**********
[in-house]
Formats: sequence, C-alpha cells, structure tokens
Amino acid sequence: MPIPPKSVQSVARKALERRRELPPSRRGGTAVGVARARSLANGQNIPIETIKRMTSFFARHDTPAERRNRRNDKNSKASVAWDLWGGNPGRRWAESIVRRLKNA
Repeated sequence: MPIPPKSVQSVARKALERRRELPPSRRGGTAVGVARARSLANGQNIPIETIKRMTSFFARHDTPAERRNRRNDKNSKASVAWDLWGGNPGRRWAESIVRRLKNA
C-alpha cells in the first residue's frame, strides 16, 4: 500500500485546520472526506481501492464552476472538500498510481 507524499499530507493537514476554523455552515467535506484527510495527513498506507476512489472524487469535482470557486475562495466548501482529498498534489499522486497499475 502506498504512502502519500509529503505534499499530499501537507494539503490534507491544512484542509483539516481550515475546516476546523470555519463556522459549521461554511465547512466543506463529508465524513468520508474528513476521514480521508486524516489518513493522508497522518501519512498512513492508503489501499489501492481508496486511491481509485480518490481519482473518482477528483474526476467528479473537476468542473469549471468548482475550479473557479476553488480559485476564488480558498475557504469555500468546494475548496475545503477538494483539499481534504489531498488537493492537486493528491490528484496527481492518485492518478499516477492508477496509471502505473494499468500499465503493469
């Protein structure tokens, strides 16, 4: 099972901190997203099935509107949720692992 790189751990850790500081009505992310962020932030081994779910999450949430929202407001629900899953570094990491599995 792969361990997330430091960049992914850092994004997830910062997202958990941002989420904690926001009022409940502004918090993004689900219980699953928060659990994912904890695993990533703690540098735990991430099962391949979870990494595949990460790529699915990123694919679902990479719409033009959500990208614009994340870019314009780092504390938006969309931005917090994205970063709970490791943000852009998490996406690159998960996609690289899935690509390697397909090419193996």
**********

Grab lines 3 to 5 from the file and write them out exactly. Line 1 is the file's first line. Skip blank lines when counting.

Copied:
Amino acid sequence: MPIPPKSVQSVARKALERRRELPPSRRGGTAVGVARARSLANGQNIPIETIKRMTSFFARHDTPAERRNRRNDKNSKASVAWDLWGGNPGRRWAESIVRRLKNA
Repeated sequence: MPIPPKSVQSVARKALERRRELPPSRRGGTAVGVARARSLANGQNIPIETIKRMTSFFARHDTPAERRNRRNDKNSKASVAWDLWGGNPGRRWAESIVRRLKNA
C-alpha cells in the first residue's frame, strides 16, 4: 500500500485546520472526506481501492464552476472538500498510481 507524499499530507493537514476554523455552515467535506484527510495527513498506507476512489472524487469535482470557486475562495466548501482529498498534489499522486497499475 502506498504512502502519500509529503505534499499530499501537507494539503490534507491544512484542509483539516481550515475546516476546523470555519463556522459549521461554511465547512466543506463529508465524513468520508474528513476521514480521508486524516489518513493522508497522518501519512498512513492508503489501499489501492481508496486511491481509485480518490481519482473518482477528483474526476467528479473537476468542473469549471468548482475550479473557479476553488480559485476564488480558498475557504469555500468546494475548496475545503477538494483539499481534504489531498488537493492537486493528491490528484496527481492518485492518478499516477492508477496509471502505473494499468500499465503493469